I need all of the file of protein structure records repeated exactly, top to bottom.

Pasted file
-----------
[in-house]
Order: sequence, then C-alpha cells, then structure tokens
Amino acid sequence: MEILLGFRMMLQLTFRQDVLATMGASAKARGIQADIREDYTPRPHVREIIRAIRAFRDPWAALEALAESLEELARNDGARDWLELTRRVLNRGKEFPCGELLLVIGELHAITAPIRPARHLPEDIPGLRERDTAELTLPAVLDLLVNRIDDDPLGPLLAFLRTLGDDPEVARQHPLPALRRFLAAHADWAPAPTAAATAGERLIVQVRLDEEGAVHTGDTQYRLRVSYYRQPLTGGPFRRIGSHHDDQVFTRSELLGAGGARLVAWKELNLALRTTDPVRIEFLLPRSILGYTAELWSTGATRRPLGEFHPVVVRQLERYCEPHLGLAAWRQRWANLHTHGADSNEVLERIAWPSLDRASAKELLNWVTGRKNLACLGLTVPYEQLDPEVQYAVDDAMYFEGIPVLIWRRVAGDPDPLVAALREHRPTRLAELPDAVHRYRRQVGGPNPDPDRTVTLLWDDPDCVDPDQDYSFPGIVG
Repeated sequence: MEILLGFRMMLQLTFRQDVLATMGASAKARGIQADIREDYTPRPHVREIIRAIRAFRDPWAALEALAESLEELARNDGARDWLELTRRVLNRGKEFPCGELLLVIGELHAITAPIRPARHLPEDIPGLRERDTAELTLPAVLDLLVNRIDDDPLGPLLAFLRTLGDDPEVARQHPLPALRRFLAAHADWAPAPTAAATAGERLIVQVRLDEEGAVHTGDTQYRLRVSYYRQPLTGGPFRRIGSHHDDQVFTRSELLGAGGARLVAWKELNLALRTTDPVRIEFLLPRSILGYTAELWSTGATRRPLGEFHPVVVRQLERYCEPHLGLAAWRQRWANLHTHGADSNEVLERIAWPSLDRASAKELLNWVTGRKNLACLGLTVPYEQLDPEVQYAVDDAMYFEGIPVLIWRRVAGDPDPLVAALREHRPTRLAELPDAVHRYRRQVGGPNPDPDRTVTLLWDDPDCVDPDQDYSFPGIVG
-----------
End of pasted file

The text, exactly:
[in-house]
Order: sequence, then C-alpha cells, then structure tokens
Amino acid sequence: MEILLGFRMMLQLTFRQDVLATMGASAKARGIQADIREDYTPRPHVREIIRAIRAFRDPWAALEALAESLEELARNDGARDWLELTRRVLNRGKEFPCGELLLVIGELHAITAPIRPARHLPEDIPGLRERDTAELTLPAVLDLLVNRIDDDPLGPLLAFLRTLGDDPEVARQHPLPALRRFLAAHADWAPAPTAAATAGERLIVQVRLDEEGAVHTGDTQYRLRVSYYRQPLTGGPFRRIGSHHDDQVFTRSELLGAGGARLVAWKELNLALRTTDPVRIEFLLPRSILGYTAELWSTGATRRPLGEFHPVVVRQLERYCEPHLGLAAWRQRWANLHTHGADSNEVLERIAWPSLDRASAKELLNWVTGRKNLACLGLTVPYEQLDPEVQYAVDDAMYFEGIPVLIWRRVAGDPDPLVAALREHRPTRLAELPDAVHRYRRQVGGPNPDPDRTVTLLWDDPDCVDPDQDYSFPGIVG
Repeated sequence: MEILLGFRMMLQLTFRQDVLATMGASAKARGIQADIREDYTPRPHVREIIRAIRAFRDPWAALEALAESLEELARNDGARDWLELTRRVLNRGKEFPCGELLLVIGELHAITAPIRPARHLPEDIPGLRERDTAELTLPAVLDLLVNRIDDDPLGPLLAFLRTLGDDPEVARQHPLPALRRFLAAHADWAPAPTAAATAGERLIVQVRLDEEGAVHTGDTQYRLRVSYYRQPLTGGPFRRIGSHHDDQVFTRSELLGAGGARLVAWKELNLALRTTDPVRIEFLLPRSILGYTAELWSTGATRRPLGEFHPVVVRQLERYCEPHLGLAAWRQRWANLHTHGADSNEVLERIAWPSLDRASAKELLNWVTGRKNLACLGLTVPYEQLDPEVQYAVDDAMYFEGIPVLIWRRVAGDPDPLVAALREHRPTRLAELPDAVHRYRRQVGGPNPDPDRTVTLLWDDPDCVDPDQDYSFPGIVG